These reports give us a lot of numbers, but very little information about how hard these companies fight on the behalf of users.
Nathaniel writes, “Copyright X — AKA ‘The MOOC the New Yorker actually liked’ — is tooling up for a second run at it, expanding on its unusual, hybrid format. This year, in addition to the real-world classes attended by 100 Harvard Law students and online sections for 500 students — taking the M out of MOOC — the course is adding more ‘satellites’ and integrating them more with the other two course communities. The satellites are, for the most part, meat-space classes in about 10 locales around the world, each taught by an expert in copyright law. Apply here.”
Jeff Hermes, director of the Digital Media Law Project and Online Media Legal Network for Harvard’s Berkman Center for Internet and Society, pointed to gold farming, a practice by which MMO players — often in developing countries — spend hours harvesting in-game virtual currency to sell through a secondary online market to wealthier players who’d rather not spend the time, as an example of such a potentially elicit activity.
Yochai Benkler, Berkman professor for entrepreneurial legal studies at Harvard Law School, spoke on December 4 about the President’s Surveillance Program (PSP, a collection of U.S. secret intelligence activities) and Edward Snowden in a talk entitled “System and Conscience: NSA Bulk Surveillance and the Problem of Freedom.” The venue was the weekly seminar sponsored by Harvard’s Center for Research in Computation and Society (CRCS), which brings computer scientists together with economists, psychologists, legal scholars, ethicists, neuroscientists, and other academic colleagues to address fundamental cross-disciplinary computational problems that face society.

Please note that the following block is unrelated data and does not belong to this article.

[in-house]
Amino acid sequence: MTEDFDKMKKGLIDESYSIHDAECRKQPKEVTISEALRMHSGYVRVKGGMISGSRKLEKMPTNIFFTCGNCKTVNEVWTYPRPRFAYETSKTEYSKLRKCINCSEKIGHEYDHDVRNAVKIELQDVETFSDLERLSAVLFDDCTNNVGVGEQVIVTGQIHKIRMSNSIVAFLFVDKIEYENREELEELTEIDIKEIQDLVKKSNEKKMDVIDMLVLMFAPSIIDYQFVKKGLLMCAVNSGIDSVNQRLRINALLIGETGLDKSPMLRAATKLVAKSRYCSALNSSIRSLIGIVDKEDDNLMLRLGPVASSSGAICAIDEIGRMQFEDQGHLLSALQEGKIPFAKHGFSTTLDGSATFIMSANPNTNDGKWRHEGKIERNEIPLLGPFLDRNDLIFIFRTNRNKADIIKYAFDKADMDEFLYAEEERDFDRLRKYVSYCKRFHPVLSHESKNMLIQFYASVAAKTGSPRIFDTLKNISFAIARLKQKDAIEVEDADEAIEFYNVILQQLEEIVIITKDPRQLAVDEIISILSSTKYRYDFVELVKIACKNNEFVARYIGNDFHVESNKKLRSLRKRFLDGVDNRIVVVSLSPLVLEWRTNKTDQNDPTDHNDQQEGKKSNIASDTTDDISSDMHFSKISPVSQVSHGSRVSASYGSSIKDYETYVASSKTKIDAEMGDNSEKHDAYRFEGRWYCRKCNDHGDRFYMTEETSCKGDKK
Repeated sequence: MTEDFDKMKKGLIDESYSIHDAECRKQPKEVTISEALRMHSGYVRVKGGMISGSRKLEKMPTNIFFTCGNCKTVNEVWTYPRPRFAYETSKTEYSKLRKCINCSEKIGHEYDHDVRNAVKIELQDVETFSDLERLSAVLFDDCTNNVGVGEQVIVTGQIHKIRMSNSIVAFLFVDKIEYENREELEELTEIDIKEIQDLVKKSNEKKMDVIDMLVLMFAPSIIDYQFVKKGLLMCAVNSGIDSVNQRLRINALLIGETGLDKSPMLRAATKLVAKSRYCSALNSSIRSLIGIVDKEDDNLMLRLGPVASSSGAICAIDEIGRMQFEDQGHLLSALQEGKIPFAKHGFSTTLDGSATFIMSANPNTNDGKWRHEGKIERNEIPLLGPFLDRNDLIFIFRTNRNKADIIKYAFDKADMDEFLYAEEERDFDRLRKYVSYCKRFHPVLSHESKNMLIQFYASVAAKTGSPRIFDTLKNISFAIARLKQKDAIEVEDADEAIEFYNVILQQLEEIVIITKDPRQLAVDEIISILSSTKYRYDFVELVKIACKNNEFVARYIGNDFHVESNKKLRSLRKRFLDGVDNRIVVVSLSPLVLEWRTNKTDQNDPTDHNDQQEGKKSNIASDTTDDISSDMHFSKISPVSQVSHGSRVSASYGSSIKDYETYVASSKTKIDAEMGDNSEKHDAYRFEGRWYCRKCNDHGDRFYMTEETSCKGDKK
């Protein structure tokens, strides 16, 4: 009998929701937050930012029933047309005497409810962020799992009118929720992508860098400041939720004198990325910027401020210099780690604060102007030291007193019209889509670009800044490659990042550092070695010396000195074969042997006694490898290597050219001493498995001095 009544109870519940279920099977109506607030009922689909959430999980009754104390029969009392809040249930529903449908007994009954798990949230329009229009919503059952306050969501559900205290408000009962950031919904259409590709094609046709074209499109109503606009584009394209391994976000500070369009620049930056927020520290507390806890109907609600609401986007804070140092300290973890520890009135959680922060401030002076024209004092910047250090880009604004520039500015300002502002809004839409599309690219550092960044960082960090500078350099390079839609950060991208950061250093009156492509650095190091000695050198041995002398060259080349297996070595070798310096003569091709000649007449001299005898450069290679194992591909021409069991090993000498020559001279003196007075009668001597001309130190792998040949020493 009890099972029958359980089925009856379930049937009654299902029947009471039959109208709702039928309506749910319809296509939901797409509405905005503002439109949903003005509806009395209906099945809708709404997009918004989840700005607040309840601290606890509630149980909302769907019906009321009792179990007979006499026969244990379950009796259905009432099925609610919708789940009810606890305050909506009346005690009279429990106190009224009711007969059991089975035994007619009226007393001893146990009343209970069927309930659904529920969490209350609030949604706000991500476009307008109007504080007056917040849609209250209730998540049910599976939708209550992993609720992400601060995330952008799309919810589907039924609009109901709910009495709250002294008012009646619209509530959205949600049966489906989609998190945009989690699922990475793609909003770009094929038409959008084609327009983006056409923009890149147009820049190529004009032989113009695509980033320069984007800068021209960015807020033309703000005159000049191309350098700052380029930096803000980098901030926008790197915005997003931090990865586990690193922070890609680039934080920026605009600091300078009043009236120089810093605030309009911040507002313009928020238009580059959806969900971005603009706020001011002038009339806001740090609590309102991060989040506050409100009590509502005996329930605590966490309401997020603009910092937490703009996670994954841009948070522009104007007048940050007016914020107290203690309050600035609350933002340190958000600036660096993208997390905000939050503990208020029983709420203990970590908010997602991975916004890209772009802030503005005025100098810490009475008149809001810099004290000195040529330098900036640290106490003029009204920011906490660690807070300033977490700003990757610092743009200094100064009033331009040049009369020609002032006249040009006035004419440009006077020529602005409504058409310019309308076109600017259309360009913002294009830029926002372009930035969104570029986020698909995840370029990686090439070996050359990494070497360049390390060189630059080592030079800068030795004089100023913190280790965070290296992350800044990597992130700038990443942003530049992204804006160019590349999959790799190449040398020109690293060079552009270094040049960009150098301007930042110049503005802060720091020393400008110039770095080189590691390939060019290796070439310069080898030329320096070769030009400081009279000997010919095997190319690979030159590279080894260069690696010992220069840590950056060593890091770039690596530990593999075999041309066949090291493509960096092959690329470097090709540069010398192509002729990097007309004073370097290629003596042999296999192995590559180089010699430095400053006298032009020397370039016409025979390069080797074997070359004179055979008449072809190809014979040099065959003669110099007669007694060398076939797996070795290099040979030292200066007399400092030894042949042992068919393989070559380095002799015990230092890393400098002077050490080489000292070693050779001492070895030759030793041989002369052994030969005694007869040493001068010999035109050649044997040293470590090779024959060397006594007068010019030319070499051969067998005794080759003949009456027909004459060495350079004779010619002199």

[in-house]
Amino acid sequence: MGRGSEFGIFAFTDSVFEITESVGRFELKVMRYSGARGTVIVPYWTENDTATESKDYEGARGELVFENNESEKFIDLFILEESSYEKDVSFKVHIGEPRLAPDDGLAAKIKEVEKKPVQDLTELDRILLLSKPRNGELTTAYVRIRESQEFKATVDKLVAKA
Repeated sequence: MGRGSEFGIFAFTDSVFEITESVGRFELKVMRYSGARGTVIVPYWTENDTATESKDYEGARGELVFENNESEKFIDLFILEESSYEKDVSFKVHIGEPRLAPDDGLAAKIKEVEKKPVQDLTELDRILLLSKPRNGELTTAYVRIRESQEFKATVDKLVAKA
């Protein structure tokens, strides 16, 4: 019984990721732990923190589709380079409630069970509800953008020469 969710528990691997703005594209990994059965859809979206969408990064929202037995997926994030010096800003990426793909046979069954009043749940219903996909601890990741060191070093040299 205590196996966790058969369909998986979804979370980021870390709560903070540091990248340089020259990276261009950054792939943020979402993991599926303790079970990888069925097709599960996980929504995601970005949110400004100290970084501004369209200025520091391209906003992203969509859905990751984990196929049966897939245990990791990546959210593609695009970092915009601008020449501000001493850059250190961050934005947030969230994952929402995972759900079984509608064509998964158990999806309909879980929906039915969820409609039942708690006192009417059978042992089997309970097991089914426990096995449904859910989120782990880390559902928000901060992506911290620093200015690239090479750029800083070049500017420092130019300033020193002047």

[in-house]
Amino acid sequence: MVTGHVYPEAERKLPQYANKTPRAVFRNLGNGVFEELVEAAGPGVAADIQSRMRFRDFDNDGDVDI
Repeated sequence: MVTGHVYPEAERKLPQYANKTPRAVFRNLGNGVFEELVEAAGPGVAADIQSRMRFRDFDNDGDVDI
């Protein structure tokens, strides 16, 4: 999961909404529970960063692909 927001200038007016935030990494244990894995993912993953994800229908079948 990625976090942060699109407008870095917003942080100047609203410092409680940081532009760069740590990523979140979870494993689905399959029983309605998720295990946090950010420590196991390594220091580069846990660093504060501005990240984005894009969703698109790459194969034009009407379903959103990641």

Over the last few years teachers at all levels of education across the U.S. have begun experimenting with the approach. Justin Reich, a fellow at HarvardX, the university’s digital teaching and learning initiative, and the Berkman Center for Internet and Society at Harvard University, has been studying the flipped classroom. He is optimistic that the model could force schools to rethink how the precious time between teachers and students is being spent on a daily basis.
Still, Schneier manages to avoid paranoia. When we met at the Berkman Center at Harvard Law School, where he’s now a research fellow, scribbling away on security, the Internet, and power, Schneier wore a Hawaiian shirt and a ponytail; he had the cool demeanor of a rebellious tenured professor. He insisted that the Snowden bombshells only confirmed things he’d and many others had known for years. “Nothing in the documents is really a surprise,” he said.
An unpublished study conducted by Berkman Center fellow Jerome Hergueux suggests that reciprocity and social image are the most significant social motivations for new volunteers who contribute to public goods, such as Wikipedia.
Though the average Facebook user may not view her profile as art, Harvard Berkman Center fellow Judith Donath places the “data portrait” in an art-historical context in her forthcoming book, The Social Machine.
When we met at the Berkman Center at Harvard Law School, where he’s now a research fellow, scribbling away on security, the Internet, and power, Schneier wore a Hawaiian shirt and a ponytail; he had the cool demeanor of a rebellious tenured professor. He insisted that the Snowden bombshells only confirmed things he’d and many others had known for years. “Nothing in the documents is really a surprise,” he said.
“There’s a lot of conflicting opinions about what it means to have things that react too closely to human life. I’m looking at robots that simulate life-like qualities that we recognize,” said Darling. Currently, Darling, who is also a fellow at Harvard University’s Berkman Center for Internet and Society, is plotting her next experiment to advance her theory on the connection between humans and robots and scouting out where she can secure funding.